FDOH asks facilities to work manually amid cybersecurity breach

The Florida Department of Health (FDOH) still deals with a cybersecurity breach. The department describes this as a "temporary outage," but a hacking group claims responsibility for the disruption.

The breach has left funeral homes trying to handle death certificates by hand, causing major delays and disruptions at a time when people want to grieve. Each passing day adds to the chaos, and the work piles up as funeral homes and healthcare facilities are caught near a standstill.

Cybersecurity Expert Scott Schober says large-scale cyberattacks are getting worse. "We're all vulnerable, unfortunately, but there's a lot more value in the world of health care if we think about it in a general sense because that information — it's got so much personal information."

Not every aspect of the Health Department is affected; it only has a Vital Statistics system, which it uses to issue birth, marriage, and death certificates. 

"Which is a treasure trove for hackers to grab and pull this stuff and then go perform the identity theft and phishing scams and phone scams, and the like," said Schober. "So it's a really bad situation to be in."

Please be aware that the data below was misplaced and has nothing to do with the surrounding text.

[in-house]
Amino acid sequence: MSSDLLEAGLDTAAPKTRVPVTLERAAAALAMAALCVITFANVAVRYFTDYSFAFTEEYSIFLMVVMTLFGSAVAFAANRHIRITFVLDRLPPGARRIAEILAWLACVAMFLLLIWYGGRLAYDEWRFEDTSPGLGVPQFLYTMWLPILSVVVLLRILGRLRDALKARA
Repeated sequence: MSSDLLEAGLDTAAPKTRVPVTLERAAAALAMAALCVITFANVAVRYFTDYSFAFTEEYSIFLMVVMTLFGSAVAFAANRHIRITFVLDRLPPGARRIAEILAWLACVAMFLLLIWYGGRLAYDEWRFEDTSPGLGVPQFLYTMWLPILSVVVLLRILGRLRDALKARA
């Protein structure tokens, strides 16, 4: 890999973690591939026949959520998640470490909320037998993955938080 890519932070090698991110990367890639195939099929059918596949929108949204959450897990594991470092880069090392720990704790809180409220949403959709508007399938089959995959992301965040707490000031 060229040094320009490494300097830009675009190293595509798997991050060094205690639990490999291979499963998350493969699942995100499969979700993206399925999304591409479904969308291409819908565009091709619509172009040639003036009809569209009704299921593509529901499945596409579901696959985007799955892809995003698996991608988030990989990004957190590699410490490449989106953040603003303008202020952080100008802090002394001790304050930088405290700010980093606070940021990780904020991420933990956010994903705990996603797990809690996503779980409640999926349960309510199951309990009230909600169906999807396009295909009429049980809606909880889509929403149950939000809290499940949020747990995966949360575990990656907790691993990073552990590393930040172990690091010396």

In 2022, Florida passed a law "prohibiting certain entities from paying or otherwise complying with a ransom demand." This includes government institutions. However, the hacking group targeting Florida’s Health Department says they'll start releasing information if the state doesn’t pay by Friday.

"Department of Health Vital Statistics hasn't really been fully transparent because they're still trying to figure out what happened here. How are they going to get back up and running fully? It's going to take some time," said Schober.

The FDOH told FOX 35 they’re working closely with funeral homes and health care facilities to get things done manually and offline, adding, "We also request support from health care facilities and physicians to expedite hand-signed death certificates. This collaboration across all partners will assist families in navigating difficult times with minimal disruption."

Schober warned that anyone could be a target for a hack, and the fight against it will last a lifetime. He recommends giving out as little personal information as possible and staying updated on the latest scams.